Living Liver Donation Overview

Jessica (left) is a living liver donor, mom, and ATF 1+1=LIFE Mentor – pictured with David Crosby and her father (liver recipient.)

A liver transplant is a surgical procedure done in some patients with liver failure to replace their diseased liver with a healthy liver. When a patient receives a liver transplant, his or her entire liver is removed. It is then replaced by a portion of the donor’s healthy liver.  A living donor is often the only option for those who have become too sick to wait for a deceased donor transplant and typically those who receive an organ from a live donor have a greater lifetime expectancy post transplant.

It is important to note that living liver donation has a higher complication rate when compared to living kidney donation and a longer recovery time is expected (2-4 months).  On the other hand, liver transplantation, including live donation, has become more and more common and surgical techniques have significantly advanced over the past ten years.

While many transplant centers perform liver transplant surgeries, not all perform living liver donation and very few perform non-directed liver donation (donating to a stranger.)  When considering becoming a liver donor, it is important to contact your local transplant center to determine what type of surgeries they perform.

Studies have shown that donating part of the liver does not affect a donor woman’s ability to have children. However, it is important for doctors to know if a living donor plans on having children. This is recommended so that the doctors can prescribe the best medication for the patient’s situation.

Surgery

In living liver donor surgery, the donor and the recipient are placed in side-by-side operating rooms. A surgeon removes a part of the donor’s liver, typically the right half. This donated segment of the liver is then immediately placed in the recipient in the next operating room.  Many liver transplant surgeries are done laparoscopically, leaving only small incision scars.

The remaining part of the donor’s liver is sufficient to maintain normal body functions. The recipient also receives a large enough segment of the donor liver to maintain body functions.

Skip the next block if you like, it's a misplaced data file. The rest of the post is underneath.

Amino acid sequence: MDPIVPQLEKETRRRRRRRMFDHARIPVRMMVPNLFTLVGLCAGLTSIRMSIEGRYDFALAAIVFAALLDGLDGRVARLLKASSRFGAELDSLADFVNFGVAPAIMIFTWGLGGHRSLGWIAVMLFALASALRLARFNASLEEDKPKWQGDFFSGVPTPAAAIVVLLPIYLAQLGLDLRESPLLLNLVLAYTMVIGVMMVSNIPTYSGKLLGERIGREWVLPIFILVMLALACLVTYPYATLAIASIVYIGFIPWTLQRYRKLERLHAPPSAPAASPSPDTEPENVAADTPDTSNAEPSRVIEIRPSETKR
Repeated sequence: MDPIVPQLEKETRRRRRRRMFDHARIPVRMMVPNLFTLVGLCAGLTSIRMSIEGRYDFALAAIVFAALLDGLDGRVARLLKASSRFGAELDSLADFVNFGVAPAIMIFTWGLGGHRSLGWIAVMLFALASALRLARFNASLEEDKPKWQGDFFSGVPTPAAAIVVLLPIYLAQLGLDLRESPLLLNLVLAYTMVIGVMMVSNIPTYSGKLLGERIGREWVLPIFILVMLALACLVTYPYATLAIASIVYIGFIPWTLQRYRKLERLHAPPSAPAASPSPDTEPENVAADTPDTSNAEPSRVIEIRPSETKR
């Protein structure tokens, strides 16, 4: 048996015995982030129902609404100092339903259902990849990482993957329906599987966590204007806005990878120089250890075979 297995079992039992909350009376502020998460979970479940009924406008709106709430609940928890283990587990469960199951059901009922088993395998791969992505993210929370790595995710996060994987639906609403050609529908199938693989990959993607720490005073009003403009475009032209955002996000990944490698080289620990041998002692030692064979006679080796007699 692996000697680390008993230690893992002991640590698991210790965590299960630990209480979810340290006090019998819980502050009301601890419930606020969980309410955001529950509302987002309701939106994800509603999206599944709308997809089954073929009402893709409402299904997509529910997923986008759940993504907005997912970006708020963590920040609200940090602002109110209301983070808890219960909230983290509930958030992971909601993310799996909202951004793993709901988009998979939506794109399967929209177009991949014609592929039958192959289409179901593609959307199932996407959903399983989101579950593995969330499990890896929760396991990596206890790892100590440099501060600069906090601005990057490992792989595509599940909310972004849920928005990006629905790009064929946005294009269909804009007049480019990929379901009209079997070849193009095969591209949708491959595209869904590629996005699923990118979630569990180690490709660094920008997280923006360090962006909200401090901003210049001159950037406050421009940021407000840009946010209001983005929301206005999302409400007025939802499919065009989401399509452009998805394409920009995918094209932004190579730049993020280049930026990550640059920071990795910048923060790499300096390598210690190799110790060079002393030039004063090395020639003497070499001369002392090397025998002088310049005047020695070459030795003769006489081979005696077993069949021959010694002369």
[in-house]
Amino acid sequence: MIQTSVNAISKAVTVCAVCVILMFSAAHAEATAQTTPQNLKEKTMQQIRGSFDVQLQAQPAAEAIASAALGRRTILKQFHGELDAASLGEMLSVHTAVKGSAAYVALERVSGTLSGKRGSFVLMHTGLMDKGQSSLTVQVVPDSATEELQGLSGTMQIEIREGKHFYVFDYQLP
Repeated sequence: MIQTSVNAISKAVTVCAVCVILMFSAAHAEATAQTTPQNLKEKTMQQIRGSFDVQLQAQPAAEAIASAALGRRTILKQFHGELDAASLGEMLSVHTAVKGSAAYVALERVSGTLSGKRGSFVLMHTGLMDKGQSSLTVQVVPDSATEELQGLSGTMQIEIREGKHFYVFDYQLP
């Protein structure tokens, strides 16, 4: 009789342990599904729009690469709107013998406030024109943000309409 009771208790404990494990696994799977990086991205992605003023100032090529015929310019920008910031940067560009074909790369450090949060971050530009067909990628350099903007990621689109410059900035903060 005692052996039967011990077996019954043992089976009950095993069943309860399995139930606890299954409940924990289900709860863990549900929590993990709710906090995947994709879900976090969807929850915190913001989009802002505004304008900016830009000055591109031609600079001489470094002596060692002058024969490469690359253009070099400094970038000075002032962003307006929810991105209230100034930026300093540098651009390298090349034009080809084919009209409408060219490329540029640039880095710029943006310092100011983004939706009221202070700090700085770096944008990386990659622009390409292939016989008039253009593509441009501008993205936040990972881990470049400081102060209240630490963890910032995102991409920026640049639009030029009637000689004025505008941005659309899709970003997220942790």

During approximately the next two months, the remaining and transplanted parts of the donor liver grow to normal size, providing normal long-term liver function for the donor and the recipient.

Benefits

There are many benefits of receiving a liver from a living donor:

  • No waiting period
  • Surgeries can be scheduled at a convenient time for both the donor and the recipient
  • A liver from a living donor typically lasts longer than a liver from a deceased donor
  • A living liver transplant can be scheduled electively and before the onset of life-threatening complications while waiting for a liver from a deceased donor

Statistics

  • 160,722 liver transplants from 1988 through August of 2018 *
  • Nearly 14,000 people on waiting list for a liver transplant as of August, 2018; 114,362 currently on the waiting list total*
  • Due to the organ shortage, over 6,000 precious lives are lost just in America each year. Over 1,400 of these deaths are those waiting on a liver transplant
  • In 2017, 367 liver transplants were made possible by living donors

Data source: Unos.org

Additional Resources

About Living Donation

Facts about Transplant and Living Donation

Janet, Liver Transplant Recipient, 1+1=LIFE Mentor

Click here to learn more about becoming a peer Mentor like Janet or to receive one-on-one support from a peer Mentor.